Date of this Version
Journal of Parasitology (September 1914) 1(1): 37-39.
The danger in using isolated sentences from an article as a basis for interpreting the author's theories, is generally recognized, but sometimes the most careful workers fall into the trap. Once the mistaken interpretation is published, it may be copied over and over again until it rises to the dignity of a dogma.
A striking illustration is afforded by the practical unanimity with which writers on the subject of insects and disease credit Dr. Josiah Nott with being the earliest to formulate definitely the theory of mosquito transmission of yellow fever.
Nuttall, in his classic monograph On the Role of Insects, Arachnids and Myriapods as Carriers in the Spread of Bacterial and Parasitic Diseases (1899), states: "In 1848, Nott of New Orleans published an essay on yellow fever, in which he refers to malaria as if the mosquito theory had already been advanced, and he gives grounds for his belief that the mosquito also gives rise to yellow fever."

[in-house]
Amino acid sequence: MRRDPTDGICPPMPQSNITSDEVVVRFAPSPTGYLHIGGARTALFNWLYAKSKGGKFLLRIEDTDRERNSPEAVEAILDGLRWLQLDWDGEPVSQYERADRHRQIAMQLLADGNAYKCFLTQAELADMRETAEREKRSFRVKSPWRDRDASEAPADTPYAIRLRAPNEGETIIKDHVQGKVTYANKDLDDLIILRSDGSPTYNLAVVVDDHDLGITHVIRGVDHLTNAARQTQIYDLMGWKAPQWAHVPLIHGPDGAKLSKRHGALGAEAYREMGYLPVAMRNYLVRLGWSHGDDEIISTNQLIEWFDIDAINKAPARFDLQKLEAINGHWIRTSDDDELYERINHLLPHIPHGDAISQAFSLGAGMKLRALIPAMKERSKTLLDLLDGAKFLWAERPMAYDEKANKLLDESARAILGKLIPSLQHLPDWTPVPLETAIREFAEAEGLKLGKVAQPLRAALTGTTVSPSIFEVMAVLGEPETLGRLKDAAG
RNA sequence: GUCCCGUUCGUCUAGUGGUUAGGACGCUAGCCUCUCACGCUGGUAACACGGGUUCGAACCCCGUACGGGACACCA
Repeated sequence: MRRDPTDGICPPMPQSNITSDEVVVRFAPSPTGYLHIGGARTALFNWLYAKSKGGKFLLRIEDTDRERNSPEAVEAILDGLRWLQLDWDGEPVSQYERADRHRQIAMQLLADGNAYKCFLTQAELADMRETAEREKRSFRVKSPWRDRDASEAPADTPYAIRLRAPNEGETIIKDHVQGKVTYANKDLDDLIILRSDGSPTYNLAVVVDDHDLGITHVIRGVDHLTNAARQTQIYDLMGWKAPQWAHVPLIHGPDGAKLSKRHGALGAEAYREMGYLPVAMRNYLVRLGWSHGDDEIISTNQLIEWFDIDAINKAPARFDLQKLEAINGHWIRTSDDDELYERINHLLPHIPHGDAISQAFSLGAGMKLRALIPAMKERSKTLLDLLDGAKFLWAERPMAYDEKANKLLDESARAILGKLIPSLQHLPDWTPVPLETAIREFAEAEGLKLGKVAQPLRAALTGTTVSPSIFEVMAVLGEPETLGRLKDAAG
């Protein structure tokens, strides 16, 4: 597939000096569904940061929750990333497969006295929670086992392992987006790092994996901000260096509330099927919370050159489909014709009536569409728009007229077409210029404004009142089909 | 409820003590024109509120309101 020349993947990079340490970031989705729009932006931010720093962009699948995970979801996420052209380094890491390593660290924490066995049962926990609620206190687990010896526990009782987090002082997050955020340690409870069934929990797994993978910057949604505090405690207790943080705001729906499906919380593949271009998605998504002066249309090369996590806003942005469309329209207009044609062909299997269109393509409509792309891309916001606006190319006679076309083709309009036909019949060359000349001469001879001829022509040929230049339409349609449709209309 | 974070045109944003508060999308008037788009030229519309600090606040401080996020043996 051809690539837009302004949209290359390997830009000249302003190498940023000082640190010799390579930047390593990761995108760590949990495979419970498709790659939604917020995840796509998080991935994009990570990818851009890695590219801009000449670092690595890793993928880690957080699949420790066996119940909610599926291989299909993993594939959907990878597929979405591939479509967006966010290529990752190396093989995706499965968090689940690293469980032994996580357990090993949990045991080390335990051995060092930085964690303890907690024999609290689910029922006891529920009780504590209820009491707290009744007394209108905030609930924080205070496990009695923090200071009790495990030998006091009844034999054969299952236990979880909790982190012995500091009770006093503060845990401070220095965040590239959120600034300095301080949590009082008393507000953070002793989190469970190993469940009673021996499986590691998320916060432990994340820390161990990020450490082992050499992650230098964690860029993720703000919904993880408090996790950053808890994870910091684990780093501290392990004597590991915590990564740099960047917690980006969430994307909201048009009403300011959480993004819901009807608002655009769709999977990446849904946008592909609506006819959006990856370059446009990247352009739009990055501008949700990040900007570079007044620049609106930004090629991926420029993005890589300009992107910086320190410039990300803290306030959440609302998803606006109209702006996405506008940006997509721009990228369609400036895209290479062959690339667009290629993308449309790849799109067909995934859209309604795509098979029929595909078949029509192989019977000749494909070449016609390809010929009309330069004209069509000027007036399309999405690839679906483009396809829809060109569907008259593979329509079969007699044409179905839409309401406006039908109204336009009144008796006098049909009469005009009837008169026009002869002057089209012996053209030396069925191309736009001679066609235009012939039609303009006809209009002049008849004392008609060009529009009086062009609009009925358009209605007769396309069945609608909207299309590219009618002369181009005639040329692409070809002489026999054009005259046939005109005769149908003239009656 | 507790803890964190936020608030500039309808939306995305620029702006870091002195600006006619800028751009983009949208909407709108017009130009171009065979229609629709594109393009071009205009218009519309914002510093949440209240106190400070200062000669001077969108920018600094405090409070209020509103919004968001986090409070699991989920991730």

The original publication was not accessible to Dr. Nuttall, who was forced to depend on an abstract furnished by Dr. Isadore Dyer of New Orleans. Following Nuttall, almost every writer on the historical aspect of the theory of insect transmission of disease, especially yellow fever, refers to Nott's theory, and some who have evidently seen and hurriedly read the original, quote specific statements which seem to indicate clearly the intent of the argument.
Dr. Nott's scholarly paper on "The Cause of Yellow Fever" was published in the New Orleans Medical and Surgical Journal, volume iv, in March 1848. A cursory reading of it, in the light of present-day knowledge, affords ample indication that he believed in the insect transmission not only of yellow fever, but also of malaria and various other diseases.